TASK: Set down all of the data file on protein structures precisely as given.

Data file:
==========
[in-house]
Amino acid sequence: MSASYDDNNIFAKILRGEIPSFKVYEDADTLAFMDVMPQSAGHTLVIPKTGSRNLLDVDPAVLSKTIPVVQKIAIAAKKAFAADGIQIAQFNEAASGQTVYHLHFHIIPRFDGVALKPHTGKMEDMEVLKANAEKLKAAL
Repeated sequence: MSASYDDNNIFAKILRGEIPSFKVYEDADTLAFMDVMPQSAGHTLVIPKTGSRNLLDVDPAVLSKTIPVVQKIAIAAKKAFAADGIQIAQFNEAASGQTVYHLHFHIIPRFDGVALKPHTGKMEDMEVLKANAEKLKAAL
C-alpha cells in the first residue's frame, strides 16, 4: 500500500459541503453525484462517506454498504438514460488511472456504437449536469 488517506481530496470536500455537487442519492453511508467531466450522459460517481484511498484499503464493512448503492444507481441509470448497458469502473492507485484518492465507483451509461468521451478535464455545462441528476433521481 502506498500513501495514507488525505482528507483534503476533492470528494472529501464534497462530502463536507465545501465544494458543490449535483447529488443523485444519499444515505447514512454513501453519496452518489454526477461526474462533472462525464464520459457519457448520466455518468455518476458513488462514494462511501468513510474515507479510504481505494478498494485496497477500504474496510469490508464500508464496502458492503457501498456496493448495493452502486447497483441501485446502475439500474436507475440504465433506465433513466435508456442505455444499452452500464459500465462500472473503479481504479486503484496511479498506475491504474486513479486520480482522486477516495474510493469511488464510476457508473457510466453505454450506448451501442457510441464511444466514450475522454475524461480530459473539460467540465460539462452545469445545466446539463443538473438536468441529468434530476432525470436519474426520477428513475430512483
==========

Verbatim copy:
[in-house]
Amino acid sequence: MSASYDDNNIFAKILRGEIPSFKVYEDADTLAFMDVMPQSAGHTLVIPKTGSRNLLDVDPAVLSKTIPVVQKIAIAAKKAFAADGIQIAQFNEAASGQTVYHLHFHIIPRFDGVALKPHTGKMEDMEVLKANAEKLKAAL
Repeated sequence: MSASYDDNNIFAKILRGEIPSFKVYEDADTLAFMDVMPQSAGHTLVIPKTGSRNLLDVDPAVLSKTIPVVQKIAIAAKKAFAADGIQIAQFNEAASGQTVYHLHFHIIPRFDGVALKPHTGKMEDMEVLKANAEKLKAAL
C-alpha cells in the first residue's frame, strides 16, 4: 500500500459541503453525484462517506454498504438514460488511472456504437449536469 488517506481530496470536500455537487442519492453511508467531466450522459460517481484511498484499503464493512448503492444507481441509470448497458469502473492507485484518492465507483451509461468521451478535464455545462441528476433521481 502506498500513501495514507488525505482528507483534503476533492470528494472529501464534497462530502463536507465545501465544494458543490449535483447529488443523485444519499444515505447514512454513501453519496452518489454526477461526474462533472462525464464520459457519457448520466455518468455518476458513488462514494462511501468513510474515507479510504481505494478498494485496497477500504474496510469490508464500508464496502458492503457501498456496493448495493452502486447497483441501485446502475439500474436507475440504465433506465433513466435508456442505455444499452452500464459500465462500472473503479481504479486503484496511479498506475491504474486513479486520480482522486477516495474510493469511488464510476457508473457510466453505454450506448451501442457510441464511444466514450475522454475524461480530459473539460467540465460539462452545469445545466446539463443538473438536468441529468434530476432525470436519474426520477428513475430512483